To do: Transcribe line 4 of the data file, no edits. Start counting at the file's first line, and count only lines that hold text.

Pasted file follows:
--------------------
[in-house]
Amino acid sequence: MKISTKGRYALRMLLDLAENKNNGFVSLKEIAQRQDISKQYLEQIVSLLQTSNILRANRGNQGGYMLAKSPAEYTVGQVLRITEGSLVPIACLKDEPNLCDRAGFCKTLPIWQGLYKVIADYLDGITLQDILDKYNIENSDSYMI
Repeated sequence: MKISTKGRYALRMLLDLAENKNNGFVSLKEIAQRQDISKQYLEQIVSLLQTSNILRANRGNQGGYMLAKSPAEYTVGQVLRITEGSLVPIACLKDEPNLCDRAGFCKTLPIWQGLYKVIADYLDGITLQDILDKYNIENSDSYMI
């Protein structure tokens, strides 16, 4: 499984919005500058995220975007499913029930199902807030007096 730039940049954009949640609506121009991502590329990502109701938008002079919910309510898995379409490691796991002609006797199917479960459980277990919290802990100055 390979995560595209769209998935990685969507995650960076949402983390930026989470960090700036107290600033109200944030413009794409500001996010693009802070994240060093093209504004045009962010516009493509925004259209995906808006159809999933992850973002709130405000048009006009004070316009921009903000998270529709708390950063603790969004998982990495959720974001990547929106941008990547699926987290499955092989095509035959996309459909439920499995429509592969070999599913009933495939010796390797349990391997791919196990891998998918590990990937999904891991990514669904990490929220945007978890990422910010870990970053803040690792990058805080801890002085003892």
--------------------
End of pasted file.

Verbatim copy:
């Protein structure tokens, strides 16, 4: 499984919005500058995220975007499913029930199902807030007096 730039940049954009949640609506121009991502590329990502109701938008002079919910309510898995379409490691796991002609006797199917479960459980277990919290802990100055 390979995560595209769209998935990685969507995650960076949402983390930026989470960090700036107290600033109200944030413009794409500001996010693009802070994240060093093209504004045009962010516009493509925004259209995906808006159809999933992850973002709130405000048009006009004070316009921009903000998270529709708390950063603790969004998982990495959720974001990547929106941008990547699926987290499955092989095509035959996309459909439920499995429509592969070999599913009933495939010796390797349990391997791919196990891998998918590990990937999904891991990514669904990490929220945007978890990422910010870990970053803040690792990058805080801890002085003892």